Costa Rica Wants to Become World’s First Country to Eliminate Single-Use Plastics
Costa Rica wants to become the world’s first country to achieve a comprehensive national strategy to eliminate single-use plastics by 2021.
The Central American nation intends to replace these wasteful, ocean-clogging items—such as plastic store bags, straws, coffee stirrers, containers and plastic cutlery—for biodegradable or water-soluble alternatives, or products made of renewable materials (think plant starches).
The initiative is led by Costa Rica’s Ministries of Health and Environment and Energy with support from the United Nations Development Programme (UNDP) and from local governments, civil society and various private sector groups.
Costa Rican government officials announced the country’s ambitious plan on June 5, World Environment Day.
“Being a country free of single use plastics is our mantra and our mission,” according to a joint statement from Environment and Energy minister Edgar Gutiérrez, Health minister María Esther Anchía, and Alice Shackelford, resident representative for UNDP Costa Rica.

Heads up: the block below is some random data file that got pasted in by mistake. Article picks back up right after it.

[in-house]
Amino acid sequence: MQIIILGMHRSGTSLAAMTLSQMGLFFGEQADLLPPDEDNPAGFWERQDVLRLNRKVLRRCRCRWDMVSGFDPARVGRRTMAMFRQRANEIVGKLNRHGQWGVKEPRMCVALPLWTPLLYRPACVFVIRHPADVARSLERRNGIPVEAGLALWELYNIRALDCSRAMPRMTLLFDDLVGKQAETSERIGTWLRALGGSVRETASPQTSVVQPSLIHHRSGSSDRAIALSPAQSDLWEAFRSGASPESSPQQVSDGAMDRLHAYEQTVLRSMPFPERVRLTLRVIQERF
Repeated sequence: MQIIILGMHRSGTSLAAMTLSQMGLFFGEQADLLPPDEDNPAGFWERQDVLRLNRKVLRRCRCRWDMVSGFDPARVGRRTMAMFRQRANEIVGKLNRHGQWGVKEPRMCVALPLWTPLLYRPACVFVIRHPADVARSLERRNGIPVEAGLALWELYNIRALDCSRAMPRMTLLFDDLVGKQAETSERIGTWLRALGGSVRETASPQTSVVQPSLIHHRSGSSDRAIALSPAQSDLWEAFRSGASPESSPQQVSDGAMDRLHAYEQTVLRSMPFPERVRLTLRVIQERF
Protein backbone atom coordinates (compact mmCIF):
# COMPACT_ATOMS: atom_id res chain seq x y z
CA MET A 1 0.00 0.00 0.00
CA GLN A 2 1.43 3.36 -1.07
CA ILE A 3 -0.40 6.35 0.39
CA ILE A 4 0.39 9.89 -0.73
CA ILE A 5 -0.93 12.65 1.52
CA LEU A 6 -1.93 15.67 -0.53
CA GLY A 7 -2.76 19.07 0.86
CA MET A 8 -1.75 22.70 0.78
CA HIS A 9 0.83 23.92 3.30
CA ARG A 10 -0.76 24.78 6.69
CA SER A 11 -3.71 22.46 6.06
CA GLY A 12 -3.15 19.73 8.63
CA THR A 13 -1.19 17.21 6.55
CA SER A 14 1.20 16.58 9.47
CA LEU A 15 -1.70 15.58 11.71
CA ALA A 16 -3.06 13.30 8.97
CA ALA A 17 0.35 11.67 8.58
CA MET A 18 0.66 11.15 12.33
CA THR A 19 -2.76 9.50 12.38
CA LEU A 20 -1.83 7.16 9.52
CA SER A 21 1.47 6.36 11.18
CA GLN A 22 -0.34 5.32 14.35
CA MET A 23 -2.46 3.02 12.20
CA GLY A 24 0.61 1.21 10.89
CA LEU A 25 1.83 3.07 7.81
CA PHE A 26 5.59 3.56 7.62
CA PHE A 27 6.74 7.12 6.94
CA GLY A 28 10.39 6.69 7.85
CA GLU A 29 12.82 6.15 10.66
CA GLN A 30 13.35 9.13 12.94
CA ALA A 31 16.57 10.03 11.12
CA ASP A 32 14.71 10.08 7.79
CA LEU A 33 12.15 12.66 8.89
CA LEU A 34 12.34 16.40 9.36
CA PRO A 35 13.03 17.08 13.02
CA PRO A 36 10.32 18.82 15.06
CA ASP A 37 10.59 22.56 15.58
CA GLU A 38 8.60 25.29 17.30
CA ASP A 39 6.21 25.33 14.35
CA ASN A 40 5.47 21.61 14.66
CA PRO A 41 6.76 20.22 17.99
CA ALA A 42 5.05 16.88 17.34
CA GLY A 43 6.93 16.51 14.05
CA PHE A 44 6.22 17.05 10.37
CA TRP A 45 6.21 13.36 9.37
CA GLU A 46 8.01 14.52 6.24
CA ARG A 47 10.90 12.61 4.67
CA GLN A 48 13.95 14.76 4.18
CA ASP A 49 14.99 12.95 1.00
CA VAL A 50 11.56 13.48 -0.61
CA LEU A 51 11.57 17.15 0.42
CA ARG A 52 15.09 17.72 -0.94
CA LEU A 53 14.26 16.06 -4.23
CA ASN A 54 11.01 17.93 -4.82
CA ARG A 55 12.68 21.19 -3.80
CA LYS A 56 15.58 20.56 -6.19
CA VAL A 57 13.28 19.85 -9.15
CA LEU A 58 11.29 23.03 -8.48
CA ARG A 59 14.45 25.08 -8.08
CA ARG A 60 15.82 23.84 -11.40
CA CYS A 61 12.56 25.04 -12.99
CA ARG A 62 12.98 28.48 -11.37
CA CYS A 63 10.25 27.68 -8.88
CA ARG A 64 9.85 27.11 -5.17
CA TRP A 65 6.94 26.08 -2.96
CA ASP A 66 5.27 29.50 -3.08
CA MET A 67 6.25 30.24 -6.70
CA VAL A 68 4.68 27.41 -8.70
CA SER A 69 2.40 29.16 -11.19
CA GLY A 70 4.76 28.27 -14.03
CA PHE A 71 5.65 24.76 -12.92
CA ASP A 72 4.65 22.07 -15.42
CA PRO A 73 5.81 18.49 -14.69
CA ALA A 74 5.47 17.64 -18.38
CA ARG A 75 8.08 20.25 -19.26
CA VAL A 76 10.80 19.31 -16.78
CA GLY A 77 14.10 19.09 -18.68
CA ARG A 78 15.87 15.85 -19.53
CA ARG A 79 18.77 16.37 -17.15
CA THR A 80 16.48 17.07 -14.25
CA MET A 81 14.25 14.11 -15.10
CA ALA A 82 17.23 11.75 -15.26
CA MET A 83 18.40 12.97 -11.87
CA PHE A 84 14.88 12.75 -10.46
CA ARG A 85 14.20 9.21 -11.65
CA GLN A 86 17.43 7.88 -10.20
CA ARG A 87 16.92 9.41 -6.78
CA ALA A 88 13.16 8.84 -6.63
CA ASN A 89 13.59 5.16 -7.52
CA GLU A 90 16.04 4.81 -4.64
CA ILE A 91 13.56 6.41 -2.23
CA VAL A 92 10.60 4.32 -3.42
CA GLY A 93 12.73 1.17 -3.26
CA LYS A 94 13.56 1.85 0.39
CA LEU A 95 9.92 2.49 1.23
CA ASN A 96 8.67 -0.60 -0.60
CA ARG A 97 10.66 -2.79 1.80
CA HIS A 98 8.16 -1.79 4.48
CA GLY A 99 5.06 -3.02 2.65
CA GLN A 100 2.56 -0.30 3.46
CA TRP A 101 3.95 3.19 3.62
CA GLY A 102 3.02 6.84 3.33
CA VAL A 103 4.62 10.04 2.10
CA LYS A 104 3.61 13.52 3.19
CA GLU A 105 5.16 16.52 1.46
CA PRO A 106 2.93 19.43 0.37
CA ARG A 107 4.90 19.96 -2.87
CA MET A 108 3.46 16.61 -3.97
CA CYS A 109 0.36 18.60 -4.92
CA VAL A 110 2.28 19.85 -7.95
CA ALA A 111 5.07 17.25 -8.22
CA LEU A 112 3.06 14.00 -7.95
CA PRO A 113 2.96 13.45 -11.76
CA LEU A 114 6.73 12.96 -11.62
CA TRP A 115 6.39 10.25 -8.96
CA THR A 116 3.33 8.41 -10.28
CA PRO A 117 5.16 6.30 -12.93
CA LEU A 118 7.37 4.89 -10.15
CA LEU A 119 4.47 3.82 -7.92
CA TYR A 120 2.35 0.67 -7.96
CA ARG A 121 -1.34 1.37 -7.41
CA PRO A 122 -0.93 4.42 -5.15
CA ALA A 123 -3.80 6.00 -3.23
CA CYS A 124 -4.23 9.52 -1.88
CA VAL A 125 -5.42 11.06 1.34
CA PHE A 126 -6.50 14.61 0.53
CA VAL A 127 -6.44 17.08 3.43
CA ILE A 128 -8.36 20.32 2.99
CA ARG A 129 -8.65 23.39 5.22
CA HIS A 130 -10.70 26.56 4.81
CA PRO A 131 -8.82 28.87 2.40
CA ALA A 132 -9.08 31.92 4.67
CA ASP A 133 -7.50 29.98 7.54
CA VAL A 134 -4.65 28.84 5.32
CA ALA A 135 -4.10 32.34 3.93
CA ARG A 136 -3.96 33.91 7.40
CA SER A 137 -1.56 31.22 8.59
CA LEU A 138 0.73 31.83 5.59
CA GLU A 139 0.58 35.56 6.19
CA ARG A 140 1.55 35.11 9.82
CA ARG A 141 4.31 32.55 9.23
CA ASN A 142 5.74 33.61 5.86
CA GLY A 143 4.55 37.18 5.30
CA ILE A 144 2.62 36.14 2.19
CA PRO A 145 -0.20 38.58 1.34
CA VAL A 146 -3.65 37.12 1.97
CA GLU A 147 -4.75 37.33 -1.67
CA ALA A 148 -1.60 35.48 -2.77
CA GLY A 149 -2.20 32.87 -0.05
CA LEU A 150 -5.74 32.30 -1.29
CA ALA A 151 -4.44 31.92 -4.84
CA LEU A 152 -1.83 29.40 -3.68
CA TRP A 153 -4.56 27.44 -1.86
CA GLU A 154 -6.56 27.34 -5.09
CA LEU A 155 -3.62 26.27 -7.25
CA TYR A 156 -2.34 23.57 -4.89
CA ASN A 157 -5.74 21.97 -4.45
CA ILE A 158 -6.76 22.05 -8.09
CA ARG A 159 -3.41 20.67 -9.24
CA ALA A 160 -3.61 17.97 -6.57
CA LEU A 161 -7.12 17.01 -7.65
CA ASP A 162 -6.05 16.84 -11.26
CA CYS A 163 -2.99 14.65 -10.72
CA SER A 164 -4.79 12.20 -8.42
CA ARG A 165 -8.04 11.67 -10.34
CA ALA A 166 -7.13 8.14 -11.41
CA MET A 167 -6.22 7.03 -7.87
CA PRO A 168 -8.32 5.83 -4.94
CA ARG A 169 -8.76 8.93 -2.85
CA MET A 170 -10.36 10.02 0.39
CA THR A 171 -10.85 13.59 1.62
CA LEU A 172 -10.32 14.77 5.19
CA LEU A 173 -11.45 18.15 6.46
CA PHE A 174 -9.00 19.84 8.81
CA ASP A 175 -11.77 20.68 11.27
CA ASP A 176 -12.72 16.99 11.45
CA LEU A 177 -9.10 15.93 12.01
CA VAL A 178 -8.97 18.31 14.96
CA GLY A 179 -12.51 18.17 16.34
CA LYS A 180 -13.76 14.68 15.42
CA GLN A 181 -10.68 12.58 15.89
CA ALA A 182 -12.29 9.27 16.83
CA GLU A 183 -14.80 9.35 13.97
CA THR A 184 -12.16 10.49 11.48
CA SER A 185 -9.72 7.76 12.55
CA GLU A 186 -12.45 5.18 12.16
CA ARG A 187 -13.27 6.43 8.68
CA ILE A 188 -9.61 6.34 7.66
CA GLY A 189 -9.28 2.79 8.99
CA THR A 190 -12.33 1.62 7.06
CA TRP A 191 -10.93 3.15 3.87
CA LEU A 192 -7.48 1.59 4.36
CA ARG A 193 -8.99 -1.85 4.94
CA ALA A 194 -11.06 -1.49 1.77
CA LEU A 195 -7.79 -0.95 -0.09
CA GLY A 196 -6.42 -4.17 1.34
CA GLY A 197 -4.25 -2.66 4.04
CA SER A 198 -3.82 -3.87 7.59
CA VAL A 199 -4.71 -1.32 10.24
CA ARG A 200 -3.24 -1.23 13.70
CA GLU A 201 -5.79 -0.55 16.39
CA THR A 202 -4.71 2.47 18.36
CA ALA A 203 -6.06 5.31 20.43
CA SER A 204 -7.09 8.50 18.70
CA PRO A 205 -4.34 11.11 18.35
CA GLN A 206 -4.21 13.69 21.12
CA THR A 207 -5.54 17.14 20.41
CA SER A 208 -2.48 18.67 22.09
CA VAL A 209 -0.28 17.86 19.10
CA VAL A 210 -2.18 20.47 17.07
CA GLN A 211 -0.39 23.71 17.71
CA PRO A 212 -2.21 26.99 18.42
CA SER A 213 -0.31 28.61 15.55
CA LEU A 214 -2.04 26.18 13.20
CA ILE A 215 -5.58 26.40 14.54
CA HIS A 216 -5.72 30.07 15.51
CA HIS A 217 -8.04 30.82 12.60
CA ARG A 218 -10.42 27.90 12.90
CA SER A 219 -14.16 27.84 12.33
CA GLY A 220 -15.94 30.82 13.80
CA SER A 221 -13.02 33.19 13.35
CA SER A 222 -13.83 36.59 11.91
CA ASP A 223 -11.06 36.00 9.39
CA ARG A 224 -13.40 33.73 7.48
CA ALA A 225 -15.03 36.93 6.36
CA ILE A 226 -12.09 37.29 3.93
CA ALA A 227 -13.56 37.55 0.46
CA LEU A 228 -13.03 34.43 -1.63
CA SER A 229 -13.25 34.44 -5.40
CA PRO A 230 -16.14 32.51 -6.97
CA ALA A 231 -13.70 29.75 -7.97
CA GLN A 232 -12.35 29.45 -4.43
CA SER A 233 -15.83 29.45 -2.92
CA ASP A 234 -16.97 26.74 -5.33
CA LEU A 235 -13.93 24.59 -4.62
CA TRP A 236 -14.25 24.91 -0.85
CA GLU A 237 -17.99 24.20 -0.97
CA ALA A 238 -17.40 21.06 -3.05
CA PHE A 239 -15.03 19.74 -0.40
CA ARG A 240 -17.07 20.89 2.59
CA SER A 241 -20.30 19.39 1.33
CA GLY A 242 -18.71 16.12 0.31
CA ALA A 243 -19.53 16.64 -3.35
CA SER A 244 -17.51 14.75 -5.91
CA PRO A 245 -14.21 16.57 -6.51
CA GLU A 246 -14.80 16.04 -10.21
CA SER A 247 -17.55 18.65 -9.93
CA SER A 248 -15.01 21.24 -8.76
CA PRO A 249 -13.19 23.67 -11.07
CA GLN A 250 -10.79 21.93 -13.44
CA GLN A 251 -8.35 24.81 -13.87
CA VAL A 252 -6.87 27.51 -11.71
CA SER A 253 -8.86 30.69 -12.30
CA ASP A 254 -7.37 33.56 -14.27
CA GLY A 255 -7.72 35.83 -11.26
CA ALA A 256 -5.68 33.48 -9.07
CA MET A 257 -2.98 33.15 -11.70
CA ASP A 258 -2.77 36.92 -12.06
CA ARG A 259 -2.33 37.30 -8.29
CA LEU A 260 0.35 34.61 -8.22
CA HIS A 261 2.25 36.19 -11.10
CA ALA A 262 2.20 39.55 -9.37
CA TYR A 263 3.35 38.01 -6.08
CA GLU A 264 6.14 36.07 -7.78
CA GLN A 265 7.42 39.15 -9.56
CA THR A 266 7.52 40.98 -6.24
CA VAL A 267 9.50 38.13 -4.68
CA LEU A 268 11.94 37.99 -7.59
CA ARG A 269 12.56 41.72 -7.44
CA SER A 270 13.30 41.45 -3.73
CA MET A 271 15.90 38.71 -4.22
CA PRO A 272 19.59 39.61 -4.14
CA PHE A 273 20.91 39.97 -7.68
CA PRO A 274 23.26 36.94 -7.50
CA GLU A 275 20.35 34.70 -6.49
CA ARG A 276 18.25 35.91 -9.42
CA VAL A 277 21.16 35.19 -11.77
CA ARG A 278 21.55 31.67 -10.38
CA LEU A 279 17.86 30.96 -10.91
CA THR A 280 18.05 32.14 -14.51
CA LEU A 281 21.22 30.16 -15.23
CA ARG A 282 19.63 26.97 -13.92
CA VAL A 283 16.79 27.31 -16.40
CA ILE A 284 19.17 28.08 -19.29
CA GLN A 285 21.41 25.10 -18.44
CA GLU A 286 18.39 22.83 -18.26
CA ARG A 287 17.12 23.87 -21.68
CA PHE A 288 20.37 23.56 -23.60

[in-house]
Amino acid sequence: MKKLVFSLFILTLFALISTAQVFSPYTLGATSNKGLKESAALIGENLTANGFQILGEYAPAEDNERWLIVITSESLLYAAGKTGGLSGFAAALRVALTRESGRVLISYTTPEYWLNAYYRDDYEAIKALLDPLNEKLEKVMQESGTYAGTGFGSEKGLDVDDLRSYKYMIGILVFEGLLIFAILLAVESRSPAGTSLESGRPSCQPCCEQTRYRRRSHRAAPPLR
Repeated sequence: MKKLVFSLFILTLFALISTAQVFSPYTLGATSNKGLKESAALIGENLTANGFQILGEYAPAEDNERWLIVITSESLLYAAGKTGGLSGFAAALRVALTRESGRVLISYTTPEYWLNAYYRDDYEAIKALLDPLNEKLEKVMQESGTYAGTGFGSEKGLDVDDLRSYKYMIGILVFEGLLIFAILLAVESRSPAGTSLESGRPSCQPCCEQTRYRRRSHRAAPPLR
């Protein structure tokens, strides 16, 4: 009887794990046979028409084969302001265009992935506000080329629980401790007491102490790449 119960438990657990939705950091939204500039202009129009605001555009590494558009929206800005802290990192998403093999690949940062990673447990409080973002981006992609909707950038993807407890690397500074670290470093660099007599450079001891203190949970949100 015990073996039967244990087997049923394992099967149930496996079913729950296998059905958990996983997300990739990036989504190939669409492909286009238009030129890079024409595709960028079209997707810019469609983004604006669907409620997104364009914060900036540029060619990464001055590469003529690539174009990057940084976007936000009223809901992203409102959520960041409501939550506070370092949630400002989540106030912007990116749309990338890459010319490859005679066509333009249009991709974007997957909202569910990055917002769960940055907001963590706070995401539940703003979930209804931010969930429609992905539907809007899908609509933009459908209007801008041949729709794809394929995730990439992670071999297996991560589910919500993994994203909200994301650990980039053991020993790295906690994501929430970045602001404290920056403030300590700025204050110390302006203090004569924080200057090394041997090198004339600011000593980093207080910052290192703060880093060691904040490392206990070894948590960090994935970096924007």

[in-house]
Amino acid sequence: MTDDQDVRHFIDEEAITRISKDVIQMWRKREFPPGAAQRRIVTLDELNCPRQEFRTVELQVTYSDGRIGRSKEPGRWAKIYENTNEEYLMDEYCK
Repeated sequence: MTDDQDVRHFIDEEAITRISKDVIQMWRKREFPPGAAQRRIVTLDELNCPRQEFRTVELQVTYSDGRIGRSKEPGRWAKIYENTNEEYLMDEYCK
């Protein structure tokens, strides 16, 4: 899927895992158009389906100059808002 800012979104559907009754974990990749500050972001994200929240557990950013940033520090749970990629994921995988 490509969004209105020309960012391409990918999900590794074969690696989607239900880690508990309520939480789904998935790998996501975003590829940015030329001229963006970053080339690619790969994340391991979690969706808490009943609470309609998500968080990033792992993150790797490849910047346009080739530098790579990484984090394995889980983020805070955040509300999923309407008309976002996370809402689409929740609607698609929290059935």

“It’s not going to be easy, and the government can’t do it alone,” the statement continues. “To promote these changes, we need all sectors—public and private—to commit to actions to replace single-use plastic through five strategic actions: municipal incentives, policies and institutional guidelines for suppliers; replacement of single-use plastic products; research and development—and investment in strategic initiatives.”
“We also need the leadership and participation of all: women, men, boys and girls,” the statement notes.
Costa Rica has emerged as an global environmental leader, with its frequent 100 percent renewable energy streaks and its 2021 goal of becoming carbon neutral—a deadline set a decade ago.
However, the officials point out in their statement that Costa Rica’s impressive environmental record still has room for improvement.
“Although the country has been an example to the world by reversing deforestation and doubling its forest cover from 26 percent in 1984 to more than 52 percent this year, today one fifth of the 4,000 tonnes of solid waste produced daily is not collected and ends up as part of the Costa Rican landscape, also polluting rivers and beaches,” they explain.
“Single-use plastics are a problem not only for Costa Rica but also for the whole world,” they add. “It is estimated that if the current consumption pattern continues, by 2050 there will be more plastic in our oceans than fish—measured by weight. For this reason, we began our journey to turn Costa Rica into a single-use plastic-free zone.”
“It’s a win-win for all: Costa Rica, the people and the planet.”